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I2

The Life

of

GOD

mine then1: and the not corifidering

this,

cloth frequently occafion very dangerous

n1ifiakes, making men think well of

theln–

felves by reafon of that feeming difference

·which is betwixt them and others; where–

as perhaps their actions do all the while

. flow fron1 one and the fame original.

If

we confider the natural temper and con–

fiitution of mens fouls, we fhall find fome

to be airy, frolickfom, . and light, which

1nakes their behaviour extravagant and ri–

diculous ; whereas others are naturally fe–

rions and fevere, and their whole carriage

compofed into fuch gravity as gains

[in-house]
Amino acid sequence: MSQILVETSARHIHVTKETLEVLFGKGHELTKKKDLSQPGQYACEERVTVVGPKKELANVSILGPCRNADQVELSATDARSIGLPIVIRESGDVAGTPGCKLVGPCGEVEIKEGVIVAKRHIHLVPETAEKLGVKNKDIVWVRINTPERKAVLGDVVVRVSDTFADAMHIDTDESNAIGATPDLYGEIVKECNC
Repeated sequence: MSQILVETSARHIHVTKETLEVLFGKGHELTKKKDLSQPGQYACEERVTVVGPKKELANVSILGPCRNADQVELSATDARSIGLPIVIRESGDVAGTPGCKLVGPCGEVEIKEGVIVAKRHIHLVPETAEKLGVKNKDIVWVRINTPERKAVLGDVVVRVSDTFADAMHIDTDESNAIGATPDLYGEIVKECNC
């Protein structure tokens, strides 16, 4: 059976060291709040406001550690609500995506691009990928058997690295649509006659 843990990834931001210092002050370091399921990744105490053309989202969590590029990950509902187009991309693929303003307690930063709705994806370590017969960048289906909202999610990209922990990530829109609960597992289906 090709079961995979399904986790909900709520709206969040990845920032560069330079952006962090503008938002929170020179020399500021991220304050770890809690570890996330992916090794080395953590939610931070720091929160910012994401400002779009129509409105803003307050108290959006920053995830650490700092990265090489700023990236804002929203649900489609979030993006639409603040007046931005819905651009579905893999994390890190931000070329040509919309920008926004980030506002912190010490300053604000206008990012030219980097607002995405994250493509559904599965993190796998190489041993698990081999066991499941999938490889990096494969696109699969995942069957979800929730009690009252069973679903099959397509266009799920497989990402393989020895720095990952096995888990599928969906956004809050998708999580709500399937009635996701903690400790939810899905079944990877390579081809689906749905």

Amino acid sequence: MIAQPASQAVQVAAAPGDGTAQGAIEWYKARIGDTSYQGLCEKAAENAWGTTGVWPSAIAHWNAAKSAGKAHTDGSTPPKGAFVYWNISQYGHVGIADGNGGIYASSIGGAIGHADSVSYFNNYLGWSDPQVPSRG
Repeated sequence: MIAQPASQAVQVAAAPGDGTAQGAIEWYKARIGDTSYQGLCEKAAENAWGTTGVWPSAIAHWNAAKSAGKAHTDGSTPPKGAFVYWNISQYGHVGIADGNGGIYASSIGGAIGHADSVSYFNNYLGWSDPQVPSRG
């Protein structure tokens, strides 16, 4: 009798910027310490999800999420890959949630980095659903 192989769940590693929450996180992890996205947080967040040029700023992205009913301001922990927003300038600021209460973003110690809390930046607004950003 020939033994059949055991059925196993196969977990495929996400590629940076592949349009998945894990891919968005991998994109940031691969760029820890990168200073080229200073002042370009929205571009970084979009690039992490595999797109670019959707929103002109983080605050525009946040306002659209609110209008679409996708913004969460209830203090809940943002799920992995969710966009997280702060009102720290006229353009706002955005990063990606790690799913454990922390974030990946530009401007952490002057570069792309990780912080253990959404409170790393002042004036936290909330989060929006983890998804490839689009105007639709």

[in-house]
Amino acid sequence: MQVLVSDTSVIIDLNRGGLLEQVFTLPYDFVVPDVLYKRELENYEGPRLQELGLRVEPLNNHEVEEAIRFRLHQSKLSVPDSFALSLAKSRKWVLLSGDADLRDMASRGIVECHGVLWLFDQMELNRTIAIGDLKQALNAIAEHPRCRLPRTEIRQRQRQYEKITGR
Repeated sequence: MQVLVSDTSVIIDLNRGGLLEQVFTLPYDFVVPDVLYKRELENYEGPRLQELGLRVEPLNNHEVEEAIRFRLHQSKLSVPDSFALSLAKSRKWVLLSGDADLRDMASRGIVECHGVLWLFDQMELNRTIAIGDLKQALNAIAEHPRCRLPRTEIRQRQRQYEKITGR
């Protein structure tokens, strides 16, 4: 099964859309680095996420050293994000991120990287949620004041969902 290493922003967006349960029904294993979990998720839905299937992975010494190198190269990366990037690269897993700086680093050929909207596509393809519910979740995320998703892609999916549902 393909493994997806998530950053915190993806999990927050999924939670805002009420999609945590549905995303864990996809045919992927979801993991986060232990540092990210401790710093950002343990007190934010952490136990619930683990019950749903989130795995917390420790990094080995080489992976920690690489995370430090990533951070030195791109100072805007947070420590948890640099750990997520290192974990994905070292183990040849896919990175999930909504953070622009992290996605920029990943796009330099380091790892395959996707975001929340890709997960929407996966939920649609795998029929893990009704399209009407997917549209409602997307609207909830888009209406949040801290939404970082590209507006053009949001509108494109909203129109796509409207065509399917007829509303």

~hen1

a great deal of reverence and efieem. Son1e

are of an hun1orous, rugged, and morofe

temper, and can neither

be

pleafed ·rhenl–

fel)!eS, nor endure that others fhould be

fo.

But all are not born with fuch

four

and

unhappy difpofitions;

for fome per–

fan)) have a certain fweetnefs and benigt1ity

· rooted

in

the1r

natures, and they find the

grcat.eft

pleafure .

in

the e11dearments of fo-:–

ciety, and

the

mutual complacency

of

friends, and covet nothing more than to

have every body obliged to

them.

And

it

is

\vell that .nature hath

provided

this

con1plexional tendernefs

to

fupply

the de–

fect of true charity in

th-e

world, and to

incline tnen to do

fon1ething

for one

apo-

ther's